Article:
Adrian (guest): 38:12


Anthony (host): 38:13

are there?

Adrian (guest): 38:14

Yes to all of that. I always advise people to ask the community bank or the credit union their qualifications because they get to make the rules a little bit different and it’ll change between the banks. But in general, you’re right, they’re going to want the tie downs. So mobile homes are not that mobile. They cost a lot to move, but they still are. So there’s literally some metal straps that wrap around the trailer, piece of it and anchor in the ground to physically hold it down. I’m in central Florida, so we have these things called hurricanes. So they hold it down so the hurricane doesn’t blow it

Anthony (host): 38:52


Adrian (guest): 38:53

There’s some newer methods with the newer ones where it literally runs through the walls, runs through the roof and then back down the other side. So much stronger. But there’s different.

Anthony (host): 39:02

This is some sort of a metal cable

Adrian (guest): 39:04

essentially, yeah. And it runs in the wall that’s built from the factory that way. They build these now that can withstand 165 miles per hour

Anthony (host): 39:13


Adrian (guest): 39:14

So that’s a serious hurricane. I don’t have any of those because they don’t cash flow as well. And my risk tolerance allows me to buy the ones behind me. So I think investing in any business, we need to invest in what allows us to sleep. There’s no reason to be financially free if you’re up worrying about your business all night. That doesn’t make sense to me. So everyone has a little bit different of a business model there, building that relationship, asking them what they want. They’re going to want the skirting. Sometimes they have a different size holes. Usually it’s around a quarter. So finding a quarter. And they don’t want any holes bigger than that. They have different requirements of what they want. So it’s really asking them before you buy and get it under contract, what are your requirements so you can build a proper scope of work to know your numbers, even if you’re fix and flipping, because who’s going to fund the fix and flip the bank? So now we need to know what it is. So you rehab the right way.

Anthony (host): 40:17

So in addition to having your own real estate investing business, you have a mastermind where you’re teaching people how to do this. You wrote a book where you teach people how to do this. The name of the book again? Oh, sorry. No, I was going to say it’s 14. There we go. How to buy mobile homes. So what does somebody learn from reading the book? What does somebody learn from being part of the mastermind? What are they getting for that?

Adrian (guest): 40:43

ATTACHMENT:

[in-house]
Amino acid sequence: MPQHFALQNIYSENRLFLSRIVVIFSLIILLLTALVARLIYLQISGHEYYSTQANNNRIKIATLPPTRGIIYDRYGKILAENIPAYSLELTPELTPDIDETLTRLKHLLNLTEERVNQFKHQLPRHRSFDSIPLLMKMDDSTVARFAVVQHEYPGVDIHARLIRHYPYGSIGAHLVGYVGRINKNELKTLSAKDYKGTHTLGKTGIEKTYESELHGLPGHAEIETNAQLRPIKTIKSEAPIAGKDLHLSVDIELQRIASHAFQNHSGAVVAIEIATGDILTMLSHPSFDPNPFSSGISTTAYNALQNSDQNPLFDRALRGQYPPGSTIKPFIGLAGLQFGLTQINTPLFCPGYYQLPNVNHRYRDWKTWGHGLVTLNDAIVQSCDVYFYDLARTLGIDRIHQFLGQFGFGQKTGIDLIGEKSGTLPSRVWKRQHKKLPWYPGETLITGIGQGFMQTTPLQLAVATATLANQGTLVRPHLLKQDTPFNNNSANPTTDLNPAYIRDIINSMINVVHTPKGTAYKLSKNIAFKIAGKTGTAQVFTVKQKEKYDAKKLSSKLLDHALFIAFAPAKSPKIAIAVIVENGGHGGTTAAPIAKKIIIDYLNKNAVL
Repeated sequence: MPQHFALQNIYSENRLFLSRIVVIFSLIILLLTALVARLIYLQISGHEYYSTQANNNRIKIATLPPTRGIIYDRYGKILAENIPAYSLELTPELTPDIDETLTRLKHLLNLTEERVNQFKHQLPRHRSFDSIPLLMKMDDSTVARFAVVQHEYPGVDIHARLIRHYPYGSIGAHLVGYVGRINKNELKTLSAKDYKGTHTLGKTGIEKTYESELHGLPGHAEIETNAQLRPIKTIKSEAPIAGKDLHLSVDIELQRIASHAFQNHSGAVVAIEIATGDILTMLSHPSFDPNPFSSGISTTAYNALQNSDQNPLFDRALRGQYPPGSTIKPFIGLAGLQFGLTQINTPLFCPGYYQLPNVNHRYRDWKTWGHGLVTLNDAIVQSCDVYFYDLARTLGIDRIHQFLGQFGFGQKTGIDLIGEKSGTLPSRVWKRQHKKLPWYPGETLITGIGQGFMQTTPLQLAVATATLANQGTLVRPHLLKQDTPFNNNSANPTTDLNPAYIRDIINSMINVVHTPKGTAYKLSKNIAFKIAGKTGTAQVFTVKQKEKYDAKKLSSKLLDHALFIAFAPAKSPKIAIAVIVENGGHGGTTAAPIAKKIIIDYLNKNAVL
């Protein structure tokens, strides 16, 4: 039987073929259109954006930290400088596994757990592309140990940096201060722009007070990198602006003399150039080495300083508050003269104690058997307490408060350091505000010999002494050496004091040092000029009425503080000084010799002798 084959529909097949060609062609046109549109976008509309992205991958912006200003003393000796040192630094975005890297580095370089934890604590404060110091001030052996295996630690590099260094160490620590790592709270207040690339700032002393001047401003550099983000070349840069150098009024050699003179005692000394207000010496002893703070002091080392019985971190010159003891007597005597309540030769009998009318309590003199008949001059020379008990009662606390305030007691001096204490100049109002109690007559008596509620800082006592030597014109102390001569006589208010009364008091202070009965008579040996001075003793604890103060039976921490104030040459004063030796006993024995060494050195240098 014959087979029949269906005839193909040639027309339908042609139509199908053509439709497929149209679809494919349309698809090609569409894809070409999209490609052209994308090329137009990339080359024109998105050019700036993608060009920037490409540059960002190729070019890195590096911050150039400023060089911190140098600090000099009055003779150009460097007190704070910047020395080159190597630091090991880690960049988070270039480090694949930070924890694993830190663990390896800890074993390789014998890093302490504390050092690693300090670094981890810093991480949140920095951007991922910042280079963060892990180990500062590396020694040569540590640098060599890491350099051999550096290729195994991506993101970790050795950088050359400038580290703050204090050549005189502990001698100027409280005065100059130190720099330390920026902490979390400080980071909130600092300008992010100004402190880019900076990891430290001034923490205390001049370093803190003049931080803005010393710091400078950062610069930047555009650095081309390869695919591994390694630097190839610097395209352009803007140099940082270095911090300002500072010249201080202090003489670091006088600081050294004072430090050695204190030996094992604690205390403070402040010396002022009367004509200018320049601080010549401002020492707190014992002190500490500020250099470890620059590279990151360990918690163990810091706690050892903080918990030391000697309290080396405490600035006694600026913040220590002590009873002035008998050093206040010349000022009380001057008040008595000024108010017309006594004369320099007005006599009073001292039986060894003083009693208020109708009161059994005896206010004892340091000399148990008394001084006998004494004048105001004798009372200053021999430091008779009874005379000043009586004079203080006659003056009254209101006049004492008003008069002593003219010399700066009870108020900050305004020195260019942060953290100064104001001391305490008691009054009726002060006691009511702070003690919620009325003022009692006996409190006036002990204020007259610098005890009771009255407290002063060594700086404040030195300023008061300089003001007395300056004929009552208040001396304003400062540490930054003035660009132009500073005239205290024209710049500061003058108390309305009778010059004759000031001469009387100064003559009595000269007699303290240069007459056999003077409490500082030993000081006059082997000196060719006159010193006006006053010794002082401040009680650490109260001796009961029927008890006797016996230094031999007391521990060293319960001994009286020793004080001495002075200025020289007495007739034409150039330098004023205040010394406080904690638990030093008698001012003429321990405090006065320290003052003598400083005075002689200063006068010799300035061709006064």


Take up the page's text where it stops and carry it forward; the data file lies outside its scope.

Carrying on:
So the book is my story going a little bit more detail than we’ve had time today. And through my story, I’m teaching about how to buy mobile homes. And since the topic of the podcast is inspiration, I was in remedial classes all through school and writing my book, I learned I’m dyslexic. So the old saying, if I can do it, so can you. If a dyslexic guy can write a book and a dyslexic guy can buy mobile homes, so can you. And it’s meant to be an inspirational, not poking at people. And I’m not saying it was easy. It was difficult to write it and actually more difficult to read it because I did the audio. But I found every time I do something that’s hard, other things seem easier and not as complex. I like doing hard things now because it makes everyday life feel better and easier. And then it prepares me for when the hard thing comes that I don’t get the choice to do or not. So that’s the book. My mastermind is for high level real estate investors. It’s not geared only to mobile homes. It’s people that are living off of their real estate just to get around a group of people that are like minded, that want to go to the next level that’s mine. Elite level mastermind. I’m in other masterminds, so they’re not all, I would say that high, high level, but any type of mastermind, I think is super important, that fits your personality. I look at them as a board of advisors. We go in there and we say it’s a closed, safe room. That information is not going to get out to the rest of the public so that you feel vulnerable, that you can share. This is what I’m struggling with right now. Could be business, could be relationships, and then everyone gets to feed into them and say, oh, yeah, I had that problem. Here’s what I did. Because our problems aren’t that special. Everyone’s had in a room of closed room, almost always someone in that room has had the same problem or has a friend that had that same problem. And for me, it just helps me feel like, oh, I’m not the only person in the world with this challenge. And then everyone feeds into me and I have some actual actionable items to go back and say, okay, well, this is how I’m going to solve the problem. And it keeps that inspiration, like you said, that curiousness to keep you from going down. It’s like, oh, yeah, this is simple. Let’s fix it.